Secure Digital (SD) cards are small plastic memory cards used in a variety of electronics. Anyone who owns a digital camera has pulled an SD card with pictures out of their device, but the versatile cards can also be used in tablets, camcorders, cell phones and more.
When SD cards break or the memory storage gets too small (SanDisk released a massive 512GB SD card
in September 2014), you may be wondering how to recycle them. Like all electronics, it is important that SD cards get to qualified recyclers rather than just going in the trash. We share some ideas for recycling and reusing them.
What are SD cards made of?
The exterior of most SD cards is primarily plastic, although some have significant amounts of metal on the outside. Inside the SD card is a circuit board that contains precious and nonprecious metals. If you are interested in more details about how SD cards are manufactured, check out this video
from high-tech manufacturing company Lexar.
SD cards come in three different sizes: full, which are 32 by 24 millimeters; mini, which are 20 by 21 millimeters; and micro, which are 11 by 15 millimeters.
While SD cards are small, it important to keep them out of landfills and incinerators. Metals like steel and gold are finite and can be reused endlessly (in the case of gold and other precious metals, they are also extremely valuable). The plastic covers of SD cards are made with petroleum products and will never biodegrade. And, many times there is nothing wrong with SD cards. They are being replaced because the owner gets a new device or wants a larger card. Make sure you get your unwanted but reusable SD cards into the hands of people who can use them.
How to recycle an SD card
SD cards are very difficult to recycle. They are not accepted through curbside programs or manufacturer takeback initiatives. Currently, no companies accept them through the mail or in their stores.
Your best option to recycle an SD card is to check with your local solid waste management district to see if it has an electronics recycling program and if that program takes them. Twenty-five states have passed some kind of law banning e-waste from landfills, including Texas, Vermont, Oregon, Missouri and Washington. Those laws have made it easier for consumers to dispose of electronic waste, but note that where and when you can take items to government facilities varies from county to county. In Indiana, for example, residents of Bartholomew County, which includes Columbus, can take e-waste to the recycling center or landfill anytime it is open. In Harrison County, outside of Louisville, KY
, electronics are accepted only on Fridays.
If you have an electronics recycling company in your community, it may accept SD cards as well. Use 1800Recycling’s recycle search tool to locate a nonprofit or for-profit recycling company near you.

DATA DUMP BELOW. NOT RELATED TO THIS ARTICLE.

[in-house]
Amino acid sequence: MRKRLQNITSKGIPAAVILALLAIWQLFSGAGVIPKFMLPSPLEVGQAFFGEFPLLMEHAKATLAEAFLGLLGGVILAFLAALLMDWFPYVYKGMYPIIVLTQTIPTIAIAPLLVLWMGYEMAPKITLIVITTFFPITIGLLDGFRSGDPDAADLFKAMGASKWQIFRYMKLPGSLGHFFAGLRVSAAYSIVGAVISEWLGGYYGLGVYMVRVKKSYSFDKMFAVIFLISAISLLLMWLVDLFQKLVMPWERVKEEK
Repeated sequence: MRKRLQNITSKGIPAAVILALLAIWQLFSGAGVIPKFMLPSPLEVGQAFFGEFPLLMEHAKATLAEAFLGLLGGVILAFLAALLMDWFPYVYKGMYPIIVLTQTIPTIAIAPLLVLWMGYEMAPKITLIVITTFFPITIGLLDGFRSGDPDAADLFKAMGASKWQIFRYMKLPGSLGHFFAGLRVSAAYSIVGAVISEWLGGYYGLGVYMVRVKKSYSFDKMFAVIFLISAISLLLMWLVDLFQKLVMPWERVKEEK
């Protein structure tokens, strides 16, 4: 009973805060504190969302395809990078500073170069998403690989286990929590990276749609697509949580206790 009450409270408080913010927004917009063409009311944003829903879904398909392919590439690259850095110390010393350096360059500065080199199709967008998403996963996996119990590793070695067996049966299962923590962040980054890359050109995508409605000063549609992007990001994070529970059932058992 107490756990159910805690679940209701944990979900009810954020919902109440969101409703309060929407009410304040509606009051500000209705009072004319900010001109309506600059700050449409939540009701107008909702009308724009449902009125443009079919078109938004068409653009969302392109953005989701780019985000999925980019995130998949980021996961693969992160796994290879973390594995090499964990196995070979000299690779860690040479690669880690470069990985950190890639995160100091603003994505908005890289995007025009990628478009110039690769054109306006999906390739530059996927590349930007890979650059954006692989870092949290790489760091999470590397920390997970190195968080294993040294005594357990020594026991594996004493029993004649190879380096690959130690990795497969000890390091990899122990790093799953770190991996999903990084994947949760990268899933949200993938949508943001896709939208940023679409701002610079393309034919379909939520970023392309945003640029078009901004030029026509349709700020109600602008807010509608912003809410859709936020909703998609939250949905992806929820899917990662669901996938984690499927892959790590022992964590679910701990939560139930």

If you are disposing of an old SD card from a Ford or Lincoln car, the manufacturer will take back your old SD card, recycle it and donate any proceeds to charity. Instructions for returning the cards to Ford and Lincoln are available on the SD Return for Charity website
How to reuse an SD card
Here is a creative idea for reusing working mini SD cards: Turn them into a Solid State Drive (SSD), a type of hard drive. Gizmodo
gives instructions for plugging four mini SD cards into a piece of hardware you can purchase online to make a larger storage device.
If your SD cards still work, see if you have friends or family members who can use the cards for their devices. It is always nice to have a back-up card in your camera bag in case you fill up your main one with photographs. You can also donate the cards to organizations that sell secondhand electronics.
No matter how you choose to reuse or recycle your SD card, make sure you remove all photographs and sensitive information before you get rid of it. It would be heartbreaking to lose treasured pictures and videos when you dispose of your card. And, if your SD card contains any personal information, it could come back to haunt you if it falls into the hands of an identity thief.
If you cannot find any way to reuse or recycle the cards, consider them for craft projects. The tech geek in your life may like SD card earrings or necklaces.
Protect your SD card
Extending the life of your SD card will save you money and keep you from having to hunt around for a recycling company. The website Digital Photography School
has a post on caring for your SD card so it will last for a long time. They also have tips for what to do if a memory card gets damaged before you can get all the information off it.